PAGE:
But Kakashi had always been more difficult to draw than Naruto, who was a teeming and wholly visible mass of observable data at all times. Or Sakura, who had masks of her own but also clung fiercely to her feelings, refusing to forsake them (it might have offered her the strength she so determinedly sought if she did—Sai had asked her once, why she didn't surrender her feelings for the strength that came with the absence of them, and Sakura had said 'the people who think that feelings are weakness never learned how to wield them right' and Sai had sat in his quiet house for a long time after that, bowed low under the weight of something unnamed). Even Sasuke, who was still more of a theoretical element to Sai than a knowable one, was easier to capture than Kakashi, because if nothing else, his anger was always visible in his hands and his hurt was always visible in his eyes.

And so it was a surprise that Kakashi was the first that Sai looked at and thought 'ah, I see'. Most likely, it was repetition that brought the realization. Because Kakashi was every desolate, empty, aching landscape they crossed in their hunt for Obito Uchiha. He was desperation, furious determination, quiet despair, a yawning hurt and somewhere in traveling westward after a failed lead across Earth Country, Sai looked at the wide expanse of wilderness around them and saw Kakashi in it, so clearly that he stopped walking for a second.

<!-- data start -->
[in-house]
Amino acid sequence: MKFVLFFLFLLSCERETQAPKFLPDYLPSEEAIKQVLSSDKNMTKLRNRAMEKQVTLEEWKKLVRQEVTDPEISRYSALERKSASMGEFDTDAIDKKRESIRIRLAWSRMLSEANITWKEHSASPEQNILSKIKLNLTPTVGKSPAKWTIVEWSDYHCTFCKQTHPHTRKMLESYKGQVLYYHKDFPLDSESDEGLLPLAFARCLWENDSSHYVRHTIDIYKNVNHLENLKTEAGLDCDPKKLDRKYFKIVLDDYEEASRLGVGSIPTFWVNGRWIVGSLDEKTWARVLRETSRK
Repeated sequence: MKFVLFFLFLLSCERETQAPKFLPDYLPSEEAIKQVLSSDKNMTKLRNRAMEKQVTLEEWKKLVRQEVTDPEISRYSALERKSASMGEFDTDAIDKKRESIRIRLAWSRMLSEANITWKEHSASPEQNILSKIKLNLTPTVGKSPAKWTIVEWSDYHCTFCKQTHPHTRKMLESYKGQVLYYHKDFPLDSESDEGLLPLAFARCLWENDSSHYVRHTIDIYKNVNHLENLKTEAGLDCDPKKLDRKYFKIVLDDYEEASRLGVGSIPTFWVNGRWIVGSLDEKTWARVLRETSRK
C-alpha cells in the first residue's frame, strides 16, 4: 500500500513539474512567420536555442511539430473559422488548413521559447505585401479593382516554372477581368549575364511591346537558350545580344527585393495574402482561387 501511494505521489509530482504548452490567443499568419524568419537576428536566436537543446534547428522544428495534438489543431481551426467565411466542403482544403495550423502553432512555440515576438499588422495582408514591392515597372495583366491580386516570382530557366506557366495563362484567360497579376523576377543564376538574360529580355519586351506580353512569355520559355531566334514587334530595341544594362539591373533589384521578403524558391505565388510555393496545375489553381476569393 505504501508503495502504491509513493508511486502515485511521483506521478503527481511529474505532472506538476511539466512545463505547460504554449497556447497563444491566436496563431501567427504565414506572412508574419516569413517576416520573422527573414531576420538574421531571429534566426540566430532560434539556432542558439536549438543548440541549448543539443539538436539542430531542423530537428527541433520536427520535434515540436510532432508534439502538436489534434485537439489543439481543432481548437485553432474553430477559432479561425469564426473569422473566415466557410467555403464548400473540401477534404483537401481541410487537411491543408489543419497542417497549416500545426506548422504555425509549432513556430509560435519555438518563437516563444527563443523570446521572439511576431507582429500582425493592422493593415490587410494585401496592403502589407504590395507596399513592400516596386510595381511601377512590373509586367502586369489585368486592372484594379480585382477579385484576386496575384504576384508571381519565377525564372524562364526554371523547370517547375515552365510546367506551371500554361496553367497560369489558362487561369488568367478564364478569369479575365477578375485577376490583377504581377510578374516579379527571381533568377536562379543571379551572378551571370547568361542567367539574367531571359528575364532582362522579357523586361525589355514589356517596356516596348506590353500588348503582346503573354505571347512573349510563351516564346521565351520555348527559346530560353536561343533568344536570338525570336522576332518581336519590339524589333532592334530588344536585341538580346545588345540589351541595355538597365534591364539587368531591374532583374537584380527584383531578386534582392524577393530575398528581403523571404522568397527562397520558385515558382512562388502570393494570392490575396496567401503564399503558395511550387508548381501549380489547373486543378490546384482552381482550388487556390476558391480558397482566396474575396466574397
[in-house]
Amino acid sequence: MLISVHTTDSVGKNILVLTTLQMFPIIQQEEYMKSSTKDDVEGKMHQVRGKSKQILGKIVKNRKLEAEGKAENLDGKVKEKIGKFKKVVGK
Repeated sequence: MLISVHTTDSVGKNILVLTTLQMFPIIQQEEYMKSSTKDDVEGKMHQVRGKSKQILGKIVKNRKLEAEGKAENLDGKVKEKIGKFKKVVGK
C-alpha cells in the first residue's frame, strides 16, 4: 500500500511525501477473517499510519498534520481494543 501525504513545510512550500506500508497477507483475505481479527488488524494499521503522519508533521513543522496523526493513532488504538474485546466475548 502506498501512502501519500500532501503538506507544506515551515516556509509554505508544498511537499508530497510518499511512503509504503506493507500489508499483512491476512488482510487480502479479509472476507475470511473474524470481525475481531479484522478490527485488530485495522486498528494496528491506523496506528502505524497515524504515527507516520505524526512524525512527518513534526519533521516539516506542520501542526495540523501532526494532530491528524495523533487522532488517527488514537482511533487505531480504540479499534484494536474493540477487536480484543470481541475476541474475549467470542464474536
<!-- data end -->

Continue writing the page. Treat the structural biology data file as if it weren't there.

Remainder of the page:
"Oh," he said.

"Keep moving, asshole," Sasuke muttered, and shoved him a little from behind.

Another team might have been quiet in the wake of their most recent failure. Might have respected Kakashi's silent frustration and allowed him the space and soundlessness to gather himself.

But other teams didn't have Naruto on them. Naruto, who danced between them like an orange and black butterfly and bellowed things like, "We'll get him next time, Kakashi-Sensei! For sure! Uchihas can't escape Team 7 forever!"

"Pfft," Sasuke said.

"What 'pfft'," Naruto demanded right back. "Aren't you here with us, Manly Jaw? Right back in the tender bosom of Team 7 where you belong!"

"Tender bosom," Yamato repeated with something like quiet horror.

"Kakashi-Sensei," Sakura sighed. "Stop letting Naruto read your books."

"But Sakura!" Naruto wailed, cantering across the bone-dry grass and dirt, skipping over weather-beaten boulders. "How else am I supposed to learn? Why don't you like the books? Is it because the women, like, faint a lot, and stuff? Because I can totally be the fainting one, if you promise to be the dashing ninja who catches my ample body and holds me close!"

"Ample body," Yamato repeated again, but grimly this time.

Sakura smiled at Naruto with 100% sweetness and said, "Faint into my arms for any reason other than extreme blood loss, and you're getting pitched into the nearest river, ample ass first."

"Boo. That's not how it goes. You can't pitch my wilting maiden self into a river, Sakura! I'm wilting! And maidenly!" Naruto trotted up to Kakashi's side and tugged on his sleeve. "Sensei, tell her that's not how it goes!"

Kakashi turned a little, looked at them for the first time since leaving Earth Country.

In his face, Sai saw heat-parched grass. Barren rocks baked by an unforgiving sun. A desolate stretch of dirt and dust dotted with scraggly trees and stubborn wildflowers, because hope could bloom even in the abandoned places, if you let it. Sai had learned that, from this team, from their leader.

"Oh," Sai said again, and caught Yamato's curious look. The edges of a curious look that Sasuke halted halfway through giving because he'd abruptly remembered that he wasn't supposed to care about Sai's existence.

Kakashi smiled a little at Naruto, and there were wildflowers in it. Tiny and purple-blue and stubborn, growing in spite of everything.

"Sometimes a maiden needs a good ample-ass dunking," he said, all sage wisdom, and Naruto wailed despondently.